How would you describe 'New In Town'?
"I think it's very colourful, poppy and quite synthy - but not particularly eighties. The tempo is actually quite weird because we nicked the beat from a Flo Rida song. I don't think it really sounds like anything else which is why I wanted to do it. It's quite a good, bold introduction for people who've never heard of me. I've wanted it to be the first single for ages so I'm pretty pleased it is."
Where would you take someone who's new in town?
"I've only been living in London for a year so I only really know my immediate surroundings. My normal night out is going to my local and eating pie and doing karaoke. You get free pie if you sing, so it's always a good bet! I actually wrote the song when I was in Los Angeles. I was there for the first time and didn't really know anyone and was going a bit mad. I started going out on my own and met quite a few weirdos. I guess it focuses on the seedy side of life in LA and how isolating it can be."
Is it reflective of your upcoming album Hands?
"The album is a real mix of styles and influences. The single is quite different from other songs people have heard like 'Stuck On Repeat' and 'Meddle', which are both a bit darker and weirder. There's more pop stuff like 'New In Town' on there, but also some experimental songs. I think it's a good bridging song of what people should expect from it."
You topped the BBC Sound of 2009 poll. Has that piled on the pressure?
"It's opened a lot of doors for me and has had great repercussions. Do I wake up every day and think, 'I'm the most hotly-tipped artist for 2009 alongside Florence and The Machine - do I even need to bother getting out of bed?' No, at the end of the day I'm just a normal person and it doesn't directly affect my daily life. I have my moments of going a bit crazy, but most of the time I'm fine."
The press seem to be pitting you against fellow newcomers La Roux. What do you think about that?
"Haha... are we really that similar though? Or is it just that we both have vaginas and keyboards? I personally think we're very different. She's doing great though - getting to number two is pretty amazing."
Do you see any similarities between the two of you?
"I just think that you'd never get two guys who are both guitarists and say, 'Oh you're both really similar because you're both blokes and you play the guitar'. She's got a really interesting and high voice which is very different from mine. I think their stuff sounds like a lot of early Madonna in a really cool way. My stuff is not as eighties and it's a lot more varied in the reference points. The comparisons seem quite silly and a bit of a generalisation. It's not a competition. Everyone is trying to make good music and that's all that matters. Just so long as I'm not compared to Lady GaGa!"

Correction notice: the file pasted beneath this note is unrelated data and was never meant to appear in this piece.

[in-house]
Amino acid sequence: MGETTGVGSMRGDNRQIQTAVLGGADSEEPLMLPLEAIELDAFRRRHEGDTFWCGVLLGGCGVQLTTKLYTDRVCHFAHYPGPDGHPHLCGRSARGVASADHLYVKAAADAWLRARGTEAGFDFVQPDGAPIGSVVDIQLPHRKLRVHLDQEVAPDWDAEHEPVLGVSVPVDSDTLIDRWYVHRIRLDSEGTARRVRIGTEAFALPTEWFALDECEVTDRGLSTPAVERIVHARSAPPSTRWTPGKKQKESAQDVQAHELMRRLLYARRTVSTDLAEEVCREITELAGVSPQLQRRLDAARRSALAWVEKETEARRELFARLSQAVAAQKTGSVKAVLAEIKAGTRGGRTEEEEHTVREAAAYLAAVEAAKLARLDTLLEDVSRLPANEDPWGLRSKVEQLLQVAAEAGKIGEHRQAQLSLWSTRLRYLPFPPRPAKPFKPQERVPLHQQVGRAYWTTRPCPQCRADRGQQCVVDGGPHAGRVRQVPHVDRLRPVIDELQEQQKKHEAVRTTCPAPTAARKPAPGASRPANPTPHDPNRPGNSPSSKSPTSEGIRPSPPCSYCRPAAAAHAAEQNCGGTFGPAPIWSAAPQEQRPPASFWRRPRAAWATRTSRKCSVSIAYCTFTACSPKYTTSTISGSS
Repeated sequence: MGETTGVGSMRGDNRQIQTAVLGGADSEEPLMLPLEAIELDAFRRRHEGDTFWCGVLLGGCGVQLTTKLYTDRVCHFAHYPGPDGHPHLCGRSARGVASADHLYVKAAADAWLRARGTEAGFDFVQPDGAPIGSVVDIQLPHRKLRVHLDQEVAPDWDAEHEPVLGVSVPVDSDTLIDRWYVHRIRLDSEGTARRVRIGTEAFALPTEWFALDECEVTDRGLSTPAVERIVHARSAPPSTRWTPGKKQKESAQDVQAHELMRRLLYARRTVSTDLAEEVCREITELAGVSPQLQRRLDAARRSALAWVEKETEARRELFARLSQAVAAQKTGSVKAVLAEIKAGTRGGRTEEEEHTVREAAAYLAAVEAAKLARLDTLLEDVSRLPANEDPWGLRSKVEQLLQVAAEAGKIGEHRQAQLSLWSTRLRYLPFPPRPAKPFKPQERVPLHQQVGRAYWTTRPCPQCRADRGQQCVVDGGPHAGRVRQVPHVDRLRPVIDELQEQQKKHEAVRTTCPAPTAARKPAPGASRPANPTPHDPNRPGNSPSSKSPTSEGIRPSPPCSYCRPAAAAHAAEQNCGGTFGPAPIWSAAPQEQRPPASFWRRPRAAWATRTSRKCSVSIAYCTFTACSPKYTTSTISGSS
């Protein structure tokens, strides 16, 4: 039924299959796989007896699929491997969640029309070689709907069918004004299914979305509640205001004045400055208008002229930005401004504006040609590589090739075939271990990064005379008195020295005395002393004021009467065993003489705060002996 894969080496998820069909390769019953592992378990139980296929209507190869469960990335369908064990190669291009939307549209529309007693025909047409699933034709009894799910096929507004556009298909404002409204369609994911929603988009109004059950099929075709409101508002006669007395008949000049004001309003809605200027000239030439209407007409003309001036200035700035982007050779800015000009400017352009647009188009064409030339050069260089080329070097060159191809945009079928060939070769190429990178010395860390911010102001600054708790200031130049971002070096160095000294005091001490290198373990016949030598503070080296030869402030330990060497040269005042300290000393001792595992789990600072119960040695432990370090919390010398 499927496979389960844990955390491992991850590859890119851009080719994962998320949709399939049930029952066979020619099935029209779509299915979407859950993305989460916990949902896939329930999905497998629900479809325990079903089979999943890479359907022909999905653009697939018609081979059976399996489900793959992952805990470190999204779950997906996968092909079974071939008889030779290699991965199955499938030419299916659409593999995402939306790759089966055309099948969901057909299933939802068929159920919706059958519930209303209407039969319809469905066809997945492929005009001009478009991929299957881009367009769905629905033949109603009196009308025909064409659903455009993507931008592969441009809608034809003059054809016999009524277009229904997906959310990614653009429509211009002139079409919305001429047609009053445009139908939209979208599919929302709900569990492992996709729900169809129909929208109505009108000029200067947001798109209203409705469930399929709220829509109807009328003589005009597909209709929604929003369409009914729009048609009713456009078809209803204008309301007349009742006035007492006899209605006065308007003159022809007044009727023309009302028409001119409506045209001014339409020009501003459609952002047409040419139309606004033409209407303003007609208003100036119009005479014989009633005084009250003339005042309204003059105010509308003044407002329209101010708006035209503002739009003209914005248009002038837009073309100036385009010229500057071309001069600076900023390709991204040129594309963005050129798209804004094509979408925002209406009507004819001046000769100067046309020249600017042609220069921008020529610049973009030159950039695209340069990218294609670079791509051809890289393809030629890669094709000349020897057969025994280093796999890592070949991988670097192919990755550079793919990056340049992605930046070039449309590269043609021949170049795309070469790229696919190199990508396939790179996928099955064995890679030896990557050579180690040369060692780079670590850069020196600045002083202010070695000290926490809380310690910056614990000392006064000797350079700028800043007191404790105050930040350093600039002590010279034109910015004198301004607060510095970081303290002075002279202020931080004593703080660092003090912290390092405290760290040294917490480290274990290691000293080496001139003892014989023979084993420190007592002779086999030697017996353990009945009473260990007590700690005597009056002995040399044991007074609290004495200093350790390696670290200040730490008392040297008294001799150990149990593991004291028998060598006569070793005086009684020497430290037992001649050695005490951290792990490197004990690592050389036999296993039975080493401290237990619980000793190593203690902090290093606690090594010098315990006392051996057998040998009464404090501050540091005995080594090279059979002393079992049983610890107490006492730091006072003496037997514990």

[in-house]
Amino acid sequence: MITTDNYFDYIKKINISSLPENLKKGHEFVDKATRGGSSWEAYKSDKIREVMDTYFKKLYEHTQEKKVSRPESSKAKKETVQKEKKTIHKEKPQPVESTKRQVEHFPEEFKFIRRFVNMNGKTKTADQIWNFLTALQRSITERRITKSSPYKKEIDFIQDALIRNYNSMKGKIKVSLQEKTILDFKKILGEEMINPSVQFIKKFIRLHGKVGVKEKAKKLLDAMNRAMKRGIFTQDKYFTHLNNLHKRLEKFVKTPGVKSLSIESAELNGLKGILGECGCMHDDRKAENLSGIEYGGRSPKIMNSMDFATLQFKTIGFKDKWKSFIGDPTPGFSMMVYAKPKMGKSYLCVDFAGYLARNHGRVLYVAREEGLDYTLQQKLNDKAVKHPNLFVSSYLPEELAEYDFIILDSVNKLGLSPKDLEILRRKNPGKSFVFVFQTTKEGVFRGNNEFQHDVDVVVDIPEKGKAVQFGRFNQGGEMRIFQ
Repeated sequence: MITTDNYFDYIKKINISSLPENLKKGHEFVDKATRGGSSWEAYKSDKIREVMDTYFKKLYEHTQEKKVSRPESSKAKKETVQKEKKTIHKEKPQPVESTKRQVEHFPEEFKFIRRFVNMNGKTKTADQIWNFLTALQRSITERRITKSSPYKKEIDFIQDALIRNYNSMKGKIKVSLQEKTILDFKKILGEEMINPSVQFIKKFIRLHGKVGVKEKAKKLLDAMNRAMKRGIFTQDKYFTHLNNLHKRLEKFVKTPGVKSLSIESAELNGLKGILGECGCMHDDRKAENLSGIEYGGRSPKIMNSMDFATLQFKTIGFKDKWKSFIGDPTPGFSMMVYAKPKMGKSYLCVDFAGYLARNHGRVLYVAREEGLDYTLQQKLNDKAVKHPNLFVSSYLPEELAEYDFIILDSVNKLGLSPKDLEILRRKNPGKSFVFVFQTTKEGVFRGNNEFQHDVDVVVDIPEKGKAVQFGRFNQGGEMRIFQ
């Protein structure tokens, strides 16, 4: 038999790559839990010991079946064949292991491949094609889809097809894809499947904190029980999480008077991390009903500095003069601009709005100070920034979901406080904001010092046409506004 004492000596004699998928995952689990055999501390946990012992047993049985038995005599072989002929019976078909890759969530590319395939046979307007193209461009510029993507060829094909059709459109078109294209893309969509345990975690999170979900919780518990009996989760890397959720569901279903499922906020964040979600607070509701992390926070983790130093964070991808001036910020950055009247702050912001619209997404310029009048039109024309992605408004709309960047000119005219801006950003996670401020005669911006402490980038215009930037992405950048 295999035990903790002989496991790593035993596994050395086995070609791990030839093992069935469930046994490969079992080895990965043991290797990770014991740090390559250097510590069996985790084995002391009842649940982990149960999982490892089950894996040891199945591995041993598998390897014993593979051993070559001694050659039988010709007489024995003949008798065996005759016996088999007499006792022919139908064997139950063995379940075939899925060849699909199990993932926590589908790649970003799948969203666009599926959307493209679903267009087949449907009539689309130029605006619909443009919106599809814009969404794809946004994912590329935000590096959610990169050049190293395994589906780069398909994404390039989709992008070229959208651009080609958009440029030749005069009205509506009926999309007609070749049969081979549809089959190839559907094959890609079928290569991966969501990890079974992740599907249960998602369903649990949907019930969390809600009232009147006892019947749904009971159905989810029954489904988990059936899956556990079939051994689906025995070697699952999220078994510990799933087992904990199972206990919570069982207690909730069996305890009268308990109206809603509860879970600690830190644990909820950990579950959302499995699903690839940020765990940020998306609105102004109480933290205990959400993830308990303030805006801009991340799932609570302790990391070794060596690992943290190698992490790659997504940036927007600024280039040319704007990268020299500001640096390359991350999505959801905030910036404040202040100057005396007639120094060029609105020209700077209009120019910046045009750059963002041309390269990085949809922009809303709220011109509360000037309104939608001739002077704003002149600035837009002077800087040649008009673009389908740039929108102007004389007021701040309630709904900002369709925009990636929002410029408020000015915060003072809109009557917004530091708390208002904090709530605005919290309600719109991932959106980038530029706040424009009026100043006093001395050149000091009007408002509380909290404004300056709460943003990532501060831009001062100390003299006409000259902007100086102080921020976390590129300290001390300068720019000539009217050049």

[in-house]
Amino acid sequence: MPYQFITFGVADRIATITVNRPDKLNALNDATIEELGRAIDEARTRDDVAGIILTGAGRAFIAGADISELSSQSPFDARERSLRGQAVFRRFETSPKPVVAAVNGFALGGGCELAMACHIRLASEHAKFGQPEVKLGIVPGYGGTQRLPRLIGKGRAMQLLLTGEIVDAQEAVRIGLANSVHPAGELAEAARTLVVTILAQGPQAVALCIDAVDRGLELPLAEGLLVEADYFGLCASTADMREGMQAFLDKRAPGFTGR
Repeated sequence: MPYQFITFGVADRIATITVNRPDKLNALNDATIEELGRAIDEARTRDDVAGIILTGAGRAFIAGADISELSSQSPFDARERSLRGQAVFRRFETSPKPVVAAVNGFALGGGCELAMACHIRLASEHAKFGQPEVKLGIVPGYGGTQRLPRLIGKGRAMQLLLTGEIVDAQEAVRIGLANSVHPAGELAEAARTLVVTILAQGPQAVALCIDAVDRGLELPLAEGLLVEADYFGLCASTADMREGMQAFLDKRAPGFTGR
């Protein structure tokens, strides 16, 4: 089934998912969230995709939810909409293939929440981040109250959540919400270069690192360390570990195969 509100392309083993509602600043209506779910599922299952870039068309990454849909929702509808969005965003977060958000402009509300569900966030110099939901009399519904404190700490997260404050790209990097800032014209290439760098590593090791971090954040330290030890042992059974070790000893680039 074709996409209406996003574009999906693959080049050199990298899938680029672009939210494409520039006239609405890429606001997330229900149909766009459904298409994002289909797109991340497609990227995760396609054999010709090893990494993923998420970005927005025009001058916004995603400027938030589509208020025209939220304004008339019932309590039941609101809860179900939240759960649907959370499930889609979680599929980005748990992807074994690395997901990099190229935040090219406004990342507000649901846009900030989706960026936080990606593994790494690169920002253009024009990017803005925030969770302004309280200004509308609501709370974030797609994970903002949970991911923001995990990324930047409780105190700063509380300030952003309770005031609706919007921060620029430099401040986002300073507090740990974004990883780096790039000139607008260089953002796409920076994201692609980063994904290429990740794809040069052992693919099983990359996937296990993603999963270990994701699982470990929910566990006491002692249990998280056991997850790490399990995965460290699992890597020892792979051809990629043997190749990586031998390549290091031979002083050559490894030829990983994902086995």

You're not a fan?
"It's funny because nobody seems to have that many good things to say about her, but then she does really well. I don't think she really gives a crap though, which is kind of cool I guess. She says she's a work of art, a walking piece of art. Need I say more?"
You've just teamed up with Phil Oakey from Human League. How did that arise?
"I've always been a massive fan of the group so I approached Phil Oakey and he agreed to record a track with me. It's called 'Symmetry' and it's included on my album. I was so happy with how it turned out and it was such a privilege to be able to work with him."
If you could choose anyone in the whole world to duet with, who would it be?
"Ooh... tricky question. I would probably go for someone like Mariah Carey. She'd be quite good because we could have a big ball off. I'd lose terribly, but it would be really quite funny. I did a duet with Kid Cudi recently and he said he might want to record it."
You're known for being quite a pop enthusiast. Are you sad that things like Top Of The Pops and Smash Hits no longer exist?
"I definitely miss Top Of The Pops, but I'm sure it will eventually come back. There are a lot of different things you can do now, which I find really exciting. When people come up to me at gigs and have read something I posted online, it's really touching. I like that immediacy of sharing. You have a deeper connection with people than you would if you were on the cover of Smash Hits. I've pretty much publicly made my album and exposed it on my blog so it's demystifying the notion of a popstar."
How relevant do you think the singles chart is now?
"I would be overjoyed to get in the top ten but I don't think it's an accurate reflection of popularity or what people in this country are actually listening to. My younger brother has never bought a song in his life and he's a really big music fan. It's just the way the world is these days - you can get free music if you've got half a brain in your head. It's not realistic that it can really be stopped. What's important is that there are talented people out there making songs and interacting with people very personally. It's a new way of experiencing music and one which I think is really exciting."
Little Boots releases 'New In Town' on May 25. Her debut album Hands follows on June 8.